Before Yetziat Mitzrayim, Hashem caused the Jews to find favor in the eyes of the Egyptians. A simple reason for this is so that the Egyptians would readily offer their gold and silver to Bnei Yisrael so that they would leave with great wealth, in fulfillment of the Brit Bein HaBetarim. But if that was Hashem's intention, why not cause the Egyptians to give over their wealth out of fear? Why did He have to engineer events so that the Egyptians gave the Jews their wealth willingly?
Throughout our Galut, we have been mocked, hated, and killed by the nations of the world. We have had to ignore those who deride us because of our service to Hashem. There is a danger, however, that this will be seen as the way things should be if we are good Jews. The Torah teaches us that the opposite is true: "Learn and observe [the Torah], for it is your wisdom and understanding in the eyes of the nations, who will hear of all these laws and proclaim that this is truly a great, wise, and understanding nation" (Devarim 4:6). The Torah attaches importance to the respect given us by the nations of the world. This acknowledgment of God by the gentiles is so important that all of the miracles of the splitting of the Yam Suf were performed in order that the Egyptians should recognize Hashem (Cf. Shemot 7:5). The Ibn Ezra adds that the Egyptians referred to were those who drowned. Thus, the splitting of the sea was warranted even for the few seconds of recognition of God by the drowning Egyptians. Olam HaBa is not limited to Jews; righteous gentiles also have a portion therein (see Rambam Hilchot Melachim 8:11).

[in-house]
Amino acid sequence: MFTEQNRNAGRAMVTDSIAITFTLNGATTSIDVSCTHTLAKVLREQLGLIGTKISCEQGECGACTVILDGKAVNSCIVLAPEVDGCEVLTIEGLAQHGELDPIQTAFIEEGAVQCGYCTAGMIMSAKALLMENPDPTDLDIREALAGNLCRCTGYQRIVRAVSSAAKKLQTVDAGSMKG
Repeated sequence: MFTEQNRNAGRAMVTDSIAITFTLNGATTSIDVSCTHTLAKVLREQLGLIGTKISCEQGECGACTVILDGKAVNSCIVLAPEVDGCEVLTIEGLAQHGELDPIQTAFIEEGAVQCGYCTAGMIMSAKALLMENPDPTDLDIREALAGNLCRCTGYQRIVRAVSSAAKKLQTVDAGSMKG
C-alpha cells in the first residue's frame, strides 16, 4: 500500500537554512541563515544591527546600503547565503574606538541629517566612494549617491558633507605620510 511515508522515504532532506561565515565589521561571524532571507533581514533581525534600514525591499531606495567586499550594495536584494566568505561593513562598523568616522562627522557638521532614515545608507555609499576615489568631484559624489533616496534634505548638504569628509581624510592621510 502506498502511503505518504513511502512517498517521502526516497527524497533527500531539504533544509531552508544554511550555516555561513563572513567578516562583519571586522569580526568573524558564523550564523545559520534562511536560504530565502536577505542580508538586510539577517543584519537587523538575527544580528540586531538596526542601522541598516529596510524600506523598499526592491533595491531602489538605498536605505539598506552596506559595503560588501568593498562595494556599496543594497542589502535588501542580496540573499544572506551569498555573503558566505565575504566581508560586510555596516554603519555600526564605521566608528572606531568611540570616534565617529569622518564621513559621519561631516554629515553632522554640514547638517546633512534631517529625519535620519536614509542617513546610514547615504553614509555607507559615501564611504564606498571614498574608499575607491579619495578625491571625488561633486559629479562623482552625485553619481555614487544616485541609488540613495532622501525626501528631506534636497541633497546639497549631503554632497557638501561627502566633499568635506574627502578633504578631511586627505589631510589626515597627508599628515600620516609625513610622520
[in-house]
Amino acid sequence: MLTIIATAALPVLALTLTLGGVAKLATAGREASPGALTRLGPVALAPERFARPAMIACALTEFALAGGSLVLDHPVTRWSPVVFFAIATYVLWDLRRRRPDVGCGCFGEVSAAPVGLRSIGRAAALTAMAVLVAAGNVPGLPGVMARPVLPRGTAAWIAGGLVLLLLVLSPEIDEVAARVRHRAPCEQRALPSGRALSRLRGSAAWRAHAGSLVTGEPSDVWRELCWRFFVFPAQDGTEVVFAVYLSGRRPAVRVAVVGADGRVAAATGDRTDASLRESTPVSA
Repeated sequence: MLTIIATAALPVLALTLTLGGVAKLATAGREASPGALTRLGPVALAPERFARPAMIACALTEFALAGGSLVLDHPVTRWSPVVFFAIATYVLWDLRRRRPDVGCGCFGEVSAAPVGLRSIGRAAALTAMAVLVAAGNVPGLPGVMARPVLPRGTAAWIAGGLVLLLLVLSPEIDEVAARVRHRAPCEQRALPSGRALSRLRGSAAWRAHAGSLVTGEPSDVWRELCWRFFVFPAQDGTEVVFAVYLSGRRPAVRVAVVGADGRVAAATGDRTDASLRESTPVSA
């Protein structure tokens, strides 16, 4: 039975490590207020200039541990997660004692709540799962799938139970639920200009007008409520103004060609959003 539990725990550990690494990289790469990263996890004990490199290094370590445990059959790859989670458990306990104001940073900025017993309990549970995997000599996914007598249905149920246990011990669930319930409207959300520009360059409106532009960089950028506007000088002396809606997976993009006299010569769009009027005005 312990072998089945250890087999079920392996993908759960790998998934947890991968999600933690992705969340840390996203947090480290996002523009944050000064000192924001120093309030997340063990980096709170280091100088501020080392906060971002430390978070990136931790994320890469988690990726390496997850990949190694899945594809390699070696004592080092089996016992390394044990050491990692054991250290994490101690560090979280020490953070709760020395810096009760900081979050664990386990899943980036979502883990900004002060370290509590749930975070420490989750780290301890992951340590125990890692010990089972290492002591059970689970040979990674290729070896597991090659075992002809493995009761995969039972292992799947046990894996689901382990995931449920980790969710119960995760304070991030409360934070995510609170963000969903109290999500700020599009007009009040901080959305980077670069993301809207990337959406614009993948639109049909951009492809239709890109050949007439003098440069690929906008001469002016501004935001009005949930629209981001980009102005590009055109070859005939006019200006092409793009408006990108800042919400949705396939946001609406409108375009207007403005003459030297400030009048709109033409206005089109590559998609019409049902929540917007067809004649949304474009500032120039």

Halacha reflects this idea. We are forbidden to make a Chilul Hashem by giving the gentiles reason to criticize us for bad conduct. Kiddush Hashem is a piece of the Mitzvah of Ahavat Hashem, loving God. As Jews, we must command the respect and favor of the nations of the world in order to fill the world with His glory (Cf. BeMidbar 14:21). That occurs, teaches Rashi, only when we fulfill the Mitzvot properly. A Mitzvah fulfilled properly is beautiful and can command only respect and admiration. If we fail to perform the Mitzvot properly, we will be considered fools, for the Mitzvah that is performed improperly creates ridicule against us. The scorn of the nations of the world is not a sign of our perfection, but rather a sign that something is lacking in our service of Hashem. The idea that "It is a Halacha: Eisav hates Yaakov" (Sifrei BeHaalotecha 69, cited by Rashi Bereishit 33:4 s.v. VaYchabekeihu) guards us against assimilation, but when we fulfill our role properly, the entire world will want to serve Hashem. Prior to our first redemption - the model of the final redemption to come - Hashem brought us favor in the Egyptians' eyes so that we would not forget this ideal. The Egyptians readily gave us vessels of gold and silver to improve our service to Hashem in the desert. The clothing they gave us represented the honor and glory in which they wished to dress us. And so it will be in the final redemption.